We coast through life, aware to some varying degree of the meaning of the word hate. We think we get it, until the moment you become a parent on the receiving end of the word.
No manuals, no books, no movies or TV shows can prepare you for the moment your child yells, in a furiously strained voice, “I hate you, Mommy!”
Very rarely the expression comes seemingly out of thin air. More oft than not, there will be a series of events in which you, as the instigator of such misery, were simply doing your part to protect by way of discipline. You can anticipate the reality that it will happen at some point or another, but nothing will ever fully prepare you for that moment when the words fly from their lips. Sure, they’ve been epically ticked at you and you have riddled yourself with worry, assuming that they indeed hate you, but to hear it straight from the mouth of babes? Get ready for a very bumpy ride.
As parents, in general, we are gifted the responsibility of teaching our children. And it truly is quite the gift. We are expected to seize the opportunities that present themselves as a means to mold and nurture our children to grow into upstanding, functional members of humanity. The very moment the lesson on hate is presented, and in such a way as this, the way we approach the teaching moment is pivotal.
There is a swell of emotion; anger, pain, confusion, failure. Which emotions we entertain and those we choose to sideline have such a great effect on how our child will perceive the word from that point forward. Depending on the age when they bust out this doozy, it’s safe to assume that their real grasp on the meaning or ramifications of using the word is so loosely based on the reality of its true meaning.
If we respond in a way fueled by anger or upset, the single thing that conveys to our child is that hate is a word used to pain others. While this is true and hate is a word that pains others, reacting this way greatly skews their innocence to understand the word as a means for arsenal to evoke that pain in others with intended purpose. Why would we ever want to explicitly hand our children the tools they can use to manipulate other people?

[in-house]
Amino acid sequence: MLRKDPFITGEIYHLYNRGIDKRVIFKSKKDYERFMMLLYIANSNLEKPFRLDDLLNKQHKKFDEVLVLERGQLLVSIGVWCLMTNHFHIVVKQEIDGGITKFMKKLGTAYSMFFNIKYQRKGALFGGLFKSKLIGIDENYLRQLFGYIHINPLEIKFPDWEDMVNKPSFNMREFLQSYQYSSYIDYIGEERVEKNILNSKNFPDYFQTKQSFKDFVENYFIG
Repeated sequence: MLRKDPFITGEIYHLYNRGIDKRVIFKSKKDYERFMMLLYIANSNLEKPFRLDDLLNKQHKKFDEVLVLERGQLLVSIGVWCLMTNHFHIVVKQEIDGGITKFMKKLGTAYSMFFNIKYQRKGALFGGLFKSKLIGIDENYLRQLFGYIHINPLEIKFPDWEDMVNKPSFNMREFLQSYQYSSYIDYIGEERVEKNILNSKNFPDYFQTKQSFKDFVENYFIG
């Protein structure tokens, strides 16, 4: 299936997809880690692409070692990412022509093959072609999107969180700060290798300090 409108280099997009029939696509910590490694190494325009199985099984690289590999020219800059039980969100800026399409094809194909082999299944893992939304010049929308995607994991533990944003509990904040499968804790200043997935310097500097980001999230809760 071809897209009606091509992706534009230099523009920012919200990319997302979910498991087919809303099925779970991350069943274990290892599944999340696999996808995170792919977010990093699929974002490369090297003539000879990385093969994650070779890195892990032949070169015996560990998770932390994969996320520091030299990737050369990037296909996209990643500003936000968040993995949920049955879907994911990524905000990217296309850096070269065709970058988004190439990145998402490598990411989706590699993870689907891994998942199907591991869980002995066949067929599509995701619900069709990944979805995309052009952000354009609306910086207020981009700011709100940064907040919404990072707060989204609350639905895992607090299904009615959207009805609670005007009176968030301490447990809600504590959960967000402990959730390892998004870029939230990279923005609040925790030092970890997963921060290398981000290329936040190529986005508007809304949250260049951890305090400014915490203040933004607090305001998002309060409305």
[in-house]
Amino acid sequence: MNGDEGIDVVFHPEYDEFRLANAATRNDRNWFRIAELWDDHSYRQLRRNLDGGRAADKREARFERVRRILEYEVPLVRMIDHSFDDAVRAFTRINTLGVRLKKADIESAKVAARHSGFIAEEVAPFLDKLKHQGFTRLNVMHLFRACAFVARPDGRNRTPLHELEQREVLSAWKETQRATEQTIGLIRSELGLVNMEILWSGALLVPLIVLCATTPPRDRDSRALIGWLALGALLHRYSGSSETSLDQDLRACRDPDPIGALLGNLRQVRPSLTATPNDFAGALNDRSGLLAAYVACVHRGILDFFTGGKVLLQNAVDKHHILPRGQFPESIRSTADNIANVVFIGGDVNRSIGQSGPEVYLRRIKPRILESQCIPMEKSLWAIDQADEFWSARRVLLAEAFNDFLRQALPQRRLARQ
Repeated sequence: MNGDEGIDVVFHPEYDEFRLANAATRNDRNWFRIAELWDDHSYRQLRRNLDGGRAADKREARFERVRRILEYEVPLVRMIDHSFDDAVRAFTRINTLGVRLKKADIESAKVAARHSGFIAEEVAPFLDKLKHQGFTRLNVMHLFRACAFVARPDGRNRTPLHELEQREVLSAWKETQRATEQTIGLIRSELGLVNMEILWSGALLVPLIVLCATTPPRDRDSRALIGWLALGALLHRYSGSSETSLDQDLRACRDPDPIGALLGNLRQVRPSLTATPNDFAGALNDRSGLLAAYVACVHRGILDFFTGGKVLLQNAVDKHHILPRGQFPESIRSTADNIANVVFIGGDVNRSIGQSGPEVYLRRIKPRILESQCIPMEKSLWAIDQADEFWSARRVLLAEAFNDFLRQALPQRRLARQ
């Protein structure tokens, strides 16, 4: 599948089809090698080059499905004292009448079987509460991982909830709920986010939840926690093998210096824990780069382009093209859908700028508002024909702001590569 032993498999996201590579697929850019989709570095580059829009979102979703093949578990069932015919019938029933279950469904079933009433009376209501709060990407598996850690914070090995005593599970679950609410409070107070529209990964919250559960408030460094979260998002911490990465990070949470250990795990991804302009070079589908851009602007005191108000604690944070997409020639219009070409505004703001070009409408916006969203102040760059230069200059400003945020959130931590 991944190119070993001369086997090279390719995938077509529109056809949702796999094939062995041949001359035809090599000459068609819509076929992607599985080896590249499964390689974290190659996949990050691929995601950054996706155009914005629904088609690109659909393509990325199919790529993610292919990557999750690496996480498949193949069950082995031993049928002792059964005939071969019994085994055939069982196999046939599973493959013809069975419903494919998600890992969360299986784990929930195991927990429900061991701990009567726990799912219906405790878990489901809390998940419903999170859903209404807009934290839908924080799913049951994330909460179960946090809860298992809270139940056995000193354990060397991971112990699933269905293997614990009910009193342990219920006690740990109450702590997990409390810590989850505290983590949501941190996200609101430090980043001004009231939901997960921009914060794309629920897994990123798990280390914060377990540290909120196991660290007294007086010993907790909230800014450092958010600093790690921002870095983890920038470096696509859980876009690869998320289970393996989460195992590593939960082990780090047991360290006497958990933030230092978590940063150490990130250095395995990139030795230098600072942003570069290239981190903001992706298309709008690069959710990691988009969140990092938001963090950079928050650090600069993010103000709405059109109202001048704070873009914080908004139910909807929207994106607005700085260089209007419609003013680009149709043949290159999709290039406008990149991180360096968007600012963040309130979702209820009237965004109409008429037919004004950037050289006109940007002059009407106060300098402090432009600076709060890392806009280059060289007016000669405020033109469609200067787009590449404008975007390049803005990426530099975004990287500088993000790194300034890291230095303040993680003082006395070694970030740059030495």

Sharing, instead, that there is nothing in the universe that warrants hatred speaks of the greater beauty in using this.very.moment as a means to diminish the use of the word. As much as it may seem so, it’s not necessarily lying to them. We are very smart people, us parents. We know that there really is no reason to hate anything. Even if we are pre-wired to really, really, terribly dislike something, hate has such connotations of weighty evil that hold no purpose, regardless of the very reality of its meaning’s prevalence in the world.
When you hear it from your child, there is no doubt that it will break you. It will destroy the sense of accomplishments you’ve made in helping to develop them into a very good people. Whether you are a deeply emotional person or a hardened soul, weeping will ensue. Embrace the flow of tears after you’ve stepped up to the moment. As in all things we teach our children, the way we choose to approach these moments hinge our successes in continuing the bang up efforts we’ve exercised thus far.
Basically, don’t blow it on such a vile, putrid four-letter-word as “hate” because, remember that they will drive the family car one day and you’ll need to dip into your reserves for that nightmare.
“I hate you, Mommy!”
“And I love you too much to let that be, son.”